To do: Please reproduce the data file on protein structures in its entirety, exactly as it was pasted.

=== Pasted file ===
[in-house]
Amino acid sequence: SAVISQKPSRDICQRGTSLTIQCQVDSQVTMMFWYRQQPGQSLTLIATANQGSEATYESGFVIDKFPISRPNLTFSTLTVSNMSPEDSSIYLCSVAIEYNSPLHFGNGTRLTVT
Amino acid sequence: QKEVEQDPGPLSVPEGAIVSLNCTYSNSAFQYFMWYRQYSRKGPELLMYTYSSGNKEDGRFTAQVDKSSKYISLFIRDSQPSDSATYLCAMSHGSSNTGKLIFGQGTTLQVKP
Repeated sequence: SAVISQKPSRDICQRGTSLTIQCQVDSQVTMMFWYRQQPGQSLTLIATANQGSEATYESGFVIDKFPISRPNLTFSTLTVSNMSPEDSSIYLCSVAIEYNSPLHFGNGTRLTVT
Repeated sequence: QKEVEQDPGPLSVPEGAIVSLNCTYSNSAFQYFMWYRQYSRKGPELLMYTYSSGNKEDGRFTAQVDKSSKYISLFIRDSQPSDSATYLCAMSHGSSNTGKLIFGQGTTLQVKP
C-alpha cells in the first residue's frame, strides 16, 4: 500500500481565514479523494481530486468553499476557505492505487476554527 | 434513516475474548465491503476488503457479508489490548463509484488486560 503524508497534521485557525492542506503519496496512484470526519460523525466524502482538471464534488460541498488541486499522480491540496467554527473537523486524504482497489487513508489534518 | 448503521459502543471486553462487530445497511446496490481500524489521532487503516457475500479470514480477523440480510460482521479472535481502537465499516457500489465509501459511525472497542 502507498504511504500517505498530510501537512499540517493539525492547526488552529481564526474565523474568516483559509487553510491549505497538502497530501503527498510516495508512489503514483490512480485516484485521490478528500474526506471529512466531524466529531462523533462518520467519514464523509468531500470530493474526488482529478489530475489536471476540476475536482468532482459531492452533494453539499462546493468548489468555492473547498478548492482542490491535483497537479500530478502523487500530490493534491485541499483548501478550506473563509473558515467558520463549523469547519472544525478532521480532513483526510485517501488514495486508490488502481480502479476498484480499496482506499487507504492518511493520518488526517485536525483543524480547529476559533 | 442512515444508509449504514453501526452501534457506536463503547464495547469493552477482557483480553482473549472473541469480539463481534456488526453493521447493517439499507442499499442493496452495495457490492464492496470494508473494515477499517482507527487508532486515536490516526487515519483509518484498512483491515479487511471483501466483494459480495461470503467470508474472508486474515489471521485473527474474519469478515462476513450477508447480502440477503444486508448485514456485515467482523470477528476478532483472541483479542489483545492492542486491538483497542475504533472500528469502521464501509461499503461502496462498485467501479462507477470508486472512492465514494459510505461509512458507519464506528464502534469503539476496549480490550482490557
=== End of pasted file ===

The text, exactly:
[in-house]
Amino acid sequence: SAVISQKPSRDICQRGTSLTIQCQVDSQVTMMFWYRQQPGQSLTLIATANQGSEATYESGFVIDKFPISRPNLTFSTLTVSNMSPEDSSIYLCSVAIEYNSPLHFGNGTRLTVT
Amino acid sequence: QKEVEQDPGPLSVPEGAIVSLNCTYSNSAFQYFMWYRQYSRKGPELLMYTYSSGNKEDGRFTAQVDKSSKYISLFIRDSQPSDSATYLCAMSHGSSNTGKLIFGQGTTLQVKP
Repeated sequence: SAVISQKPSRDICQRGTSLTIQCQVDSQVTMMFWYRQQPGQSLTLIATANQGSEATYESGFVIDKFPISRPNLTFSTLTVSNMSPEDSSIYLCSVAIEYNSPLHFGNGTRLTVT
Repeated sequence: QKEVEQDPGPLSVPEGAIVSLNCTYSNSAFQYFMWYRQYSRKGPELLMYTYSSGNKEDGRFTAQVDKSSKYISLFIRDSQPSDSATYLCAMSHGSSNTGKLIFGQGTTLQVKP
C-alpha cells in the first residue's frame, strides 16, 4: 500500500481565514479523494481530486468553499476557505492505487476554527 | 434513516475474548465491503476488503457479508489490548463509484488486560 503524508497534521485557525492542506503519496496512484470526519460523525466524502482538471464534488460541498488541486499522480491540496467554527473537523486524504482497489487513508489534518 | 448503521459502543471486553462487530445497511446496490481500524489521532487503516457475500479470514480477523440480510460482521479472535481502537465499516457500489465509501459511525472497542 502507498504511504500517505498530510501537512499540517493539525492547526488552529481564526474565523474568516483559509487553510491549505497538502497530501503527498510516495508512489503514483490512480485516484485521490478528500474526506471529512466531524466529531462523533462518520467519514464523509468531500470530493474526488482529478489530475489536471476540476475536482468532482459531492452533494453539499462546493468548489468555492473547498478548492482542490491535483497537479500530478502523487500530490493534491485541499483548501478550506473563509473558515467558520463549523469547519472544525478532521480532513483526510485517501488514495486508490488502481480502479476498484480499496482506499487507504492518511493520518488526517485536525483543524480547529476559533 | 442512515444508509449504514453501526452501534457506536463503547464495547469493552477482557483480553482473549472473541469480539463481534456488526453493521447493517439499507442499499442493496452495495457490492464492496470494508473494515477499517482507527487508532486515536490516526487515519483509518484498512483491515479487511471483501466483494459480495461470503467470508474472508486474515489471521485473527474474519469478515462476513450477508447480502440477503444486508448485514456485515467482523470477528476478532483472541483479542489483545492492542486491538483497542475504533472500528469502521464501509461499503461502496462498485467501479462507477470508486472512492465514494459510505461509512458507519464506528464502534469503539476496549480490550482490557